Relationships · Singledom

The Sacred Art of Crushing

This coming November I will have been separated for two whole years. What a two years it has been: I’ve grown as a mum, and I think as a woman too.

One thing that hasn’t changed in those two years is my relationship status. I briefly dated a guy last year who probably still takes up too much of my attention, but other than that, it’s been the occasional first date and nothing else.

It’s understandable, really – there have been other, bigger, more important priorities in my world. My son, my work, my fledgling business, my home, and to be honest, protecting what unbroken parts of my heart remained, became much more important than going for a few drinks with someone who may-or-may-not turn out to be an absolute dick.

Sadly, when I did venture out into the big bad world of dating (online, of course, because that’s where all the single 30-somethings are), it was awful. I’ll let you read about my Tinder dates elsewhere, but put it this way – this year a girl did a Fringe show all about her Tinder experiences, and she could be my warm up act. It’s not been nice.

However, earlier this year I learned to drive, and on June 1st, I passed my test. I was so proud, and I’ve been out driving every single day since then. I’ve spent more money than I care to remember on petrol and I’ve taken the little one to all the places we couldn’t quite get to on public transport without a three-day military operation and nerves of steel.

And in the process, I’ve rediscovered the sacred art of crushing. You know, like you did when you were about 14 and the boy in 5th year looked at you like that and your insides turned to mush. It sounds ridiculous for a 32-year-old woman to have a crush, but it’s marked a bit of a tide change for me.

Here’s how it happened for me.

At the end of my street there is a hand car wash. You know the ones: you drive your car up and a slick operation ensues, involving about eight processes and various layers of soap and wax and spray bottles and power hoses and a chamois dry and tada! Your car is sparkling. Well, there are two incredibly good looking blokes who work at mine. They cater to all tastes, as well – one is a tall skinhead with a tan, built like a brick shithouse, who wears shorts every day. He has blue eyes that are somehow bluer than the blue you’re currently imagining. One day his colleague “accidentally” threw a bucket of cold water that was intended for my windscreen directly over him, and I just about collapsed. His muscles have muscles, for Christ’s sake.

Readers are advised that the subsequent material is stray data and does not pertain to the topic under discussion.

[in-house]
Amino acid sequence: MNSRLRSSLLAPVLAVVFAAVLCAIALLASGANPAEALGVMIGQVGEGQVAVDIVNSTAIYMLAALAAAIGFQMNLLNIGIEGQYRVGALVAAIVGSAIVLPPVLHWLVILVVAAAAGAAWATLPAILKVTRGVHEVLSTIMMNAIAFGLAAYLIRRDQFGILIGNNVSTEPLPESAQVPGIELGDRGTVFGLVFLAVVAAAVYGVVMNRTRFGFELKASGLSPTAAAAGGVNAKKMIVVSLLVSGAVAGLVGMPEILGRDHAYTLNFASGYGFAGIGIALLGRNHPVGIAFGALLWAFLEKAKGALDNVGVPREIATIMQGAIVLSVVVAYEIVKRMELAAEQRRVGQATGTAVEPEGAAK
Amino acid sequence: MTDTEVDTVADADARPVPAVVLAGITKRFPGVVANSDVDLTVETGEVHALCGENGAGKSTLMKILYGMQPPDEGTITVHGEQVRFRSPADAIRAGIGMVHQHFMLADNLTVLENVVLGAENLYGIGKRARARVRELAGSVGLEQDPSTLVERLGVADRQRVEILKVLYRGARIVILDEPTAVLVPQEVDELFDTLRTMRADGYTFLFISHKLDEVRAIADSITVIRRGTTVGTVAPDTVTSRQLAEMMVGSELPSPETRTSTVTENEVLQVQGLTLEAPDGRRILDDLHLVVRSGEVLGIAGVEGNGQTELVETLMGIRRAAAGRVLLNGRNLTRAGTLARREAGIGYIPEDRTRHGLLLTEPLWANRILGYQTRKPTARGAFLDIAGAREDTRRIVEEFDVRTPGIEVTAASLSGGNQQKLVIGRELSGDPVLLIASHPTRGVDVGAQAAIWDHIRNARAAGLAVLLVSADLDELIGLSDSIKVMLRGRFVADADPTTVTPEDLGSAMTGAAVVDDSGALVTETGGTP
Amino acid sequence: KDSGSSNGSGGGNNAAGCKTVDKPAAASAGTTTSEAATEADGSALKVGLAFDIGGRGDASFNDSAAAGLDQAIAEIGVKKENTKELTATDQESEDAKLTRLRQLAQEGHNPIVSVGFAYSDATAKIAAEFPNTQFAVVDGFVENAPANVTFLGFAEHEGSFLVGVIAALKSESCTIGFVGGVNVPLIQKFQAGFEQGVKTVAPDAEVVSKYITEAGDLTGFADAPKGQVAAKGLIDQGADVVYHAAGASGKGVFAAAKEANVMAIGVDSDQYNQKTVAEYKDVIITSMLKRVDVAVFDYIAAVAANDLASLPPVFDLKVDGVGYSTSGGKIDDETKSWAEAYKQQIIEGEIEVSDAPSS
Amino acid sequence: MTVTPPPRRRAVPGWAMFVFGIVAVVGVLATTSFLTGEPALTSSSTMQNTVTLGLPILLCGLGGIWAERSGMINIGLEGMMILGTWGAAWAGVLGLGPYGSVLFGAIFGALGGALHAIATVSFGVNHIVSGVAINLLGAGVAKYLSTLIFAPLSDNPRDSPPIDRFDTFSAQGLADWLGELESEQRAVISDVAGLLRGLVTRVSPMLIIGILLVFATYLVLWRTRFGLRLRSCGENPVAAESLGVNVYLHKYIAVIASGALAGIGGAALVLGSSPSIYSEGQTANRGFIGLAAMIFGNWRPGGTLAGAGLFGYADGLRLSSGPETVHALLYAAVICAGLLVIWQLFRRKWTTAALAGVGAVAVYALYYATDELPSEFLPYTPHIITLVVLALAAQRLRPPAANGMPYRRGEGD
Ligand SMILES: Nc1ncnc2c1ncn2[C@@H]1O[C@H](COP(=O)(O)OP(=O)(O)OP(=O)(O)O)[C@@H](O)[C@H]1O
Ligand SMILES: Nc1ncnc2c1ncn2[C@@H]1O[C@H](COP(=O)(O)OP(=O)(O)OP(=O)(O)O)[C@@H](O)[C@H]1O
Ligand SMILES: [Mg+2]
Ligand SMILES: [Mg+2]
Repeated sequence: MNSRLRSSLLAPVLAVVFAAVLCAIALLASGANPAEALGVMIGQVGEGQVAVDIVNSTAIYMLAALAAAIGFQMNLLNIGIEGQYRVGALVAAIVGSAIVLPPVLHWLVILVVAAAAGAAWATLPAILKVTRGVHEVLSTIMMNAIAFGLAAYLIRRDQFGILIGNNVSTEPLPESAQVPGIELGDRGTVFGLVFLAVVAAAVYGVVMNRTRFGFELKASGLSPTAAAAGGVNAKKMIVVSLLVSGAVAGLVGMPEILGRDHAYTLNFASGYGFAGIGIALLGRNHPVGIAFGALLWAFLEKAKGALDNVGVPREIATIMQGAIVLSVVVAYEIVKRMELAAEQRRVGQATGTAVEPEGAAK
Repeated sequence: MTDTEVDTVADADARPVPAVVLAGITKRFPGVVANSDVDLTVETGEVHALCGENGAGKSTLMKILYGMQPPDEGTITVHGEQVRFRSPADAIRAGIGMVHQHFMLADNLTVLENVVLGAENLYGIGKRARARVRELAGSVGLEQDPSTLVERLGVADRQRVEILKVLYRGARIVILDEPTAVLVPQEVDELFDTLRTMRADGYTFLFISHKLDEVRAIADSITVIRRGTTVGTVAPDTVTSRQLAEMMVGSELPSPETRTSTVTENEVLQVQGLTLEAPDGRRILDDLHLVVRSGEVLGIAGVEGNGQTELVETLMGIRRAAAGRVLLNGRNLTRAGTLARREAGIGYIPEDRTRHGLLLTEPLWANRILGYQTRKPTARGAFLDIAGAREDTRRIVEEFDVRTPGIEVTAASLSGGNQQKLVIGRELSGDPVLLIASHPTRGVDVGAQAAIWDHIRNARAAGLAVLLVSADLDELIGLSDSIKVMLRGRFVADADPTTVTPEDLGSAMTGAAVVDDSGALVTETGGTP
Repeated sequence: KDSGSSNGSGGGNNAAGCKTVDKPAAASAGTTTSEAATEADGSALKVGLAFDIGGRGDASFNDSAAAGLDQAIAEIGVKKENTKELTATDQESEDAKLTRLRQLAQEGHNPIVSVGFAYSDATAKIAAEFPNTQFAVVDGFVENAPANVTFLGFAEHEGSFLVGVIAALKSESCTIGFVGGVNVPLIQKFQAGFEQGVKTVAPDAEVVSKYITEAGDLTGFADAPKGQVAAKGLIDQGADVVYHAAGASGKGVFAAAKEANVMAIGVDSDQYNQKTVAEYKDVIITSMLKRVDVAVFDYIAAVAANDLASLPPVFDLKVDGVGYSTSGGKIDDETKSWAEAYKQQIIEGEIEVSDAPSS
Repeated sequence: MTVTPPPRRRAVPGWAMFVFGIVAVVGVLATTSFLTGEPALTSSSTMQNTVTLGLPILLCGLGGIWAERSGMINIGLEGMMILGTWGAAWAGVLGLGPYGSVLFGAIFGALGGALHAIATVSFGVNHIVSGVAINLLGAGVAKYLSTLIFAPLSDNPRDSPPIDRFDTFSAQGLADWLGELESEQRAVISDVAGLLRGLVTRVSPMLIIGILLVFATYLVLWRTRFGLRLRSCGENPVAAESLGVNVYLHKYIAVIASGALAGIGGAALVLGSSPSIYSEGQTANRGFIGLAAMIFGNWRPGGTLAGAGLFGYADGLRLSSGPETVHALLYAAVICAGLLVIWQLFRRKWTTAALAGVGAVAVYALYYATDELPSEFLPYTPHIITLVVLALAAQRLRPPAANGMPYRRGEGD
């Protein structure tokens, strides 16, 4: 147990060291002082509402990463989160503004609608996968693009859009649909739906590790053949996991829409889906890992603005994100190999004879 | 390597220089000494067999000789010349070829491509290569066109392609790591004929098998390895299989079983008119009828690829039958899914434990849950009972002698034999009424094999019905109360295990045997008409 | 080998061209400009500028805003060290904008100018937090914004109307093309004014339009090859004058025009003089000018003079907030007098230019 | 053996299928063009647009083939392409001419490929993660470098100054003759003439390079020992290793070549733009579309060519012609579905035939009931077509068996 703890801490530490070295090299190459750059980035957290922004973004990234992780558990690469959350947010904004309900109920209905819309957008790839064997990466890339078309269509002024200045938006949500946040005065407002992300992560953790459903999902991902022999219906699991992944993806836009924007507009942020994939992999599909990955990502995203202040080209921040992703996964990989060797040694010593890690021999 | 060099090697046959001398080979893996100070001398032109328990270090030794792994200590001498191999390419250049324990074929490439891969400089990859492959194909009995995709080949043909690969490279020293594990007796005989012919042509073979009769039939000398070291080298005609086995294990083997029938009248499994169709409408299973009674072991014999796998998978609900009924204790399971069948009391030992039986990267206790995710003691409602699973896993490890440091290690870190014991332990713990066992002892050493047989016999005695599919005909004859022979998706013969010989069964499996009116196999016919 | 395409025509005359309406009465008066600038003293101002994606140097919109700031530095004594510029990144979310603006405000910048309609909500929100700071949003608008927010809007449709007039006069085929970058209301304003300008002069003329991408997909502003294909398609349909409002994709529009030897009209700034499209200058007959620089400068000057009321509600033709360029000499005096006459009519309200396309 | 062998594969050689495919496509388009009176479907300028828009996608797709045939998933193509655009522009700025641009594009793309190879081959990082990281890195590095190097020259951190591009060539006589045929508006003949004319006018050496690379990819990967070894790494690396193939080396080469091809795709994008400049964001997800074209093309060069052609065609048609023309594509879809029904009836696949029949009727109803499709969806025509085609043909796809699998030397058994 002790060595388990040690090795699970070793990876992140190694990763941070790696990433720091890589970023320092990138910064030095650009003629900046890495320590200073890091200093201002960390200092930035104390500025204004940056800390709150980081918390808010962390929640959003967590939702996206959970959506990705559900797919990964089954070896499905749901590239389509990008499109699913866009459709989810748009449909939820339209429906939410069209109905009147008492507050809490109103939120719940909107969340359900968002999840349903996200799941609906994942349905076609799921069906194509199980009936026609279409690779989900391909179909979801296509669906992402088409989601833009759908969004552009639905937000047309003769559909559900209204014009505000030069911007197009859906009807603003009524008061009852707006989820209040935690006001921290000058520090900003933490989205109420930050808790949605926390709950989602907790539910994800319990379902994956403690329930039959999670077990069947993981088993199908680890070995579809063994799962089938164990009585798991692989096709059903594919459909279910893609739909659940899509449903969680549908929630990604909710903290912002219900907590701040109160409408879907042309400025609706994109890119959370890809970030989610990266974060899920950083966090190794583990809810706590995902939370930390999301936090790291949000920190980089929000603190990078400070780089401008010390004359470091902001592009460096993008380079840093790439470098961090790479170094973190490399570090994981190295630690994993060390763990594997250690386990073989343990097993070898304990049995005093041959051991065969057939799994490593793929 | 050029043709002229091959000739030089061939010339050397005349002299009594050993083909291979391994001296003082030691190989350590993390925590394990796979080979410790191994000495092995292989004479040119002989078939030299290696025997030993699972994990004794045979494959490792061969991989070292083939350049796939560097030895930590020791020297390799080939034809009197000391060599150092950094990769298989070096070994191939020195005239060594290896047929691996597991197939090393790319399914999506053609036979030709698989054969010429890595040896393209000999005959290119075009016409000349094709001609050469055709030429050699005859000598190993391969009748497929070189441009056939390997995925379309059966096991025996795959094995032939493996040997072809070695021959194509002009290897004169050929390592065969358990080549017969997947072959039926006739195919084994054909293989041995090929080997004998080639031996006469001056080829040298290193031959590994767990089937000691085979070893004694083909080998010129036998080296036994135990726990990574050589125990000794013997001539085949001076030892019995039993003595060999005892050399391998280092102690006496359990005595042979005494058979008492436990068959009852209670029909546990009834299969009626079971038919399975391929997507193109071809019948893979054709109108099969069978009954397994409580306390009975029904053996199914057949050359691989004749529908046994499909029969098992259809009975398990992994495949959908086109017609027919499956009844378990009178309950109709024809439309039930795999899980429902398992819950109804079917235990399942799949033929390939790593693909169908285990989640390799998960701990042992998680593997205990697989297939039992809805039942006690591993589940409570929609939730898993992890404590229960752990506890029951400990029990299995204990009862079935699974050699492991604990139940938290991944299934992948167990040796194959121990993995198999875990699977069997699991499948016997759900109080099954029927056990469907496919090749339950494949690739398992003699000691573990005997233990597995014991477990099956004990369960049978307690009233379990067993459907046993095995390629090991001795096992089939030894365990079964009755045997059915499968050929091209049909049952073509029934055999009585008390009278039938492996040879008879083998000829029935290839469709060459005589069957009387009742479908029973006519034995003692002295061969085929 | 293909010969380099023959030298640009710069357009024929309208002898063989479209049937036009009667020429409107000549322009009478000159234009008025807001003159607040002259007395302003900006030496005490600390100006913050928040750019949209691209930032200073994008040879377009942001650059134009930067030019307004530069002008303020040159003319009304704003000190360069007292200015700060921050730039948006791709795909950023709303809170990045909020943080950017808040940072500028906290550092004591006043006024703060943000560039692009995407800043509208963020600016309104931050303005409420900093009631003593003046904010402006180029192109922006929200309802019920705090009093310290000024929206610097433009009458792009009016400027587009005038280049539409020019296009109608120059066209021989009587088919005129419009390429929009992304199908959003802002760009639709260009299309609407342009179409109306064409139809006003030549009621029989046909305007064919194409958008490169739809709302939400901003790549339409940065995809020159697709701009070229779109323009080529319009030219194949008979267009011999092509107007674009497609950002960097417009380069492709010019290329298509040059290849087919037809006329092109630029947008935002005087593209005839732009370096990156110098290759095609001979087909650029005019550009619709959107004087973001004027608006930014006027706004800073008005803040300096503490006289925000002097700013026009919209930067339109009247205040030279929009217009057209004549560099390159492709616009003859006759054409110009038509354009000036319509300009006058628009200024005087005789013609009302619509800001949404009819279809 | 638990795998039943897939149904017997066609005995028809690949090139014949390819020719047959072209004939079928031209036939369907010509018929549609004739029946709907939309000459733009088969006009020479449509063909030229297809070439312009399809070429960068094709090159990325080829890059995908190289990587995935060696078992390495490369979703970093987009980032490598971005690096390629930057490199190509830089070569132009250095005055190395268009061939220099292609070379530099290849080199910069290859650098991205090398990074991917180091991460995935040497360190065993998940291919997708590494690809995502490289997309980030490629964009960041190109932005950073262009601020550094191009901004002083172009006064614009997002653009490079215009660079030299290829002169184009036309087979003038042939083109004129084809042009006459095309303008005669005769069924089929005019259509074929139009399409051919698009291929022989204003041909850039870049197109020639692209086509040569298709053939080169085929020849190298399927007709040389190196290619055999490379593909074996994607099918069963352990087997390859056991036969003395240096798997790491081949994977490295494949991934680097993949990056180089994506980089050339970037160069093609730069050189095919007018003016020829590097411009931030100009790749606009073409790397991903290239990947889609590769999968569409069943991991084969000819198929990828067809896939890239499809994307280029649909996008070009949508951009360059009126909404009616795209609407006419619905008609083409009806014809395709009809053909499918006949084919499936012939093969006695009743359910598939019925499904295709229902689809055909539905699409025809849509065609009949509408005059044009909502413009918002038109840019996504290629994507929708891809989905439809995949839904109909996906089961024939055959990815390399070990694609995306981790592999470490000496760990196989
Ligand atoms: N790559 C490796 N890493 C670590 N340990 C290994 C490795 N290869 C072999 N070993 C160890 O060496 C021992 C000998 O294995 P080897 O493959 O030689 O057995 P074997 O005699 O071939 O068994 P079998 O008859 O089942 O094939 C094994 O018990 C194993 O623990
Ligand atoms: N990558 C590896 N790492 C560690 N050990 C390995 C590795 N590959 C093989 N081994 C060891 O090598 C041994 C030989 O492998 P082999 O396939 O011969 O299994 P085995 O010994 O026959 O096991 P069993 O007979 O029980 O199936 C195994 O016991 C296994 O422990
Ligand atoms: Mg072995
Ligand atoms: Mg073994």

The other one is slight, toned, sallow skinned and has the cheekiest smile. He has thick dark hair with the perfect cut. He’s also about 20 years old, but this is a crush, so that’s totally allowed.

I am telling you, my car has never been cleaner. I go to the car wash just about weekly. I am grateful for the fact that Pod absolutely loves it – he thinks it’s the Thomas the Tank Engine washdown, and I completely use this fact to make it a source of entertainment for us both. He laughs at the soap and water covering the windows, and I bat my eyelashes at the impossibly handsome blokes flinging it at the motor. Behave yourselves – I mean the water.

I might sound like a dirty old woman, sexually objectifying those poor men for their beautiful bodies, but do you know what? I don’t really care, because having those crushes has taught me something really important about how much I’ve changed in those almost-two-years of being single.

I was never all that good at taking compliments and I’ve always been pretty down on myself, but I was even worse than before when my marriage ended. I didn’t believe anyone telling me I was pretty, or beautiful, or witty, or any of those other nice things people sometimes said about me, because I obviously wasn’t pretty enough or beautiful enough or witty enough to stop my husband from going off with someone else. Whenever I saw someone that I liked the look of in my venture into online dating, I’d always check myself with a, “But they’ll never in a million years fancy someone like me, so there’s no point.”

When I got those stupid crushes and when I got a bit giddy about a bloke at the car wash being gorgeous, I suddenly realised that I was letting myself flirt. I wasn’t hiding away.

Crushes are brilliant. You can admire someone from afar on a completely superficial level. It doesn’t matter if they’re an arsehole, or if they have atrocious chat, or if they are married, or if they have a really dodgy background. There is nothing between you, and vitally, they can’t hurt you. I’ve found myself sticking on a bit of makeup before I leave the house, or thinking about what I’m wearing, because you never know who might be around the corner.

I don’t want a boyfriend – like I said, I have so many other priorities right now, and the last thing I want is to waste my time with a relationship – but I’m sure as hell enjoying feeling that little flutter of fancying someone again. It’s harmless. It’s nice. It’s a giggle. It’s making me feel more like me again. Maybe one day I’ll graduate to actually flirting…

One thought on “The Sacred Art of Crushing

  1. You’ve come so far. It’s lovely to read. Keep that gorgeous head of yours held high, you’re doing great and appear to have finally moved on. Well done x

    Liked by 1 person

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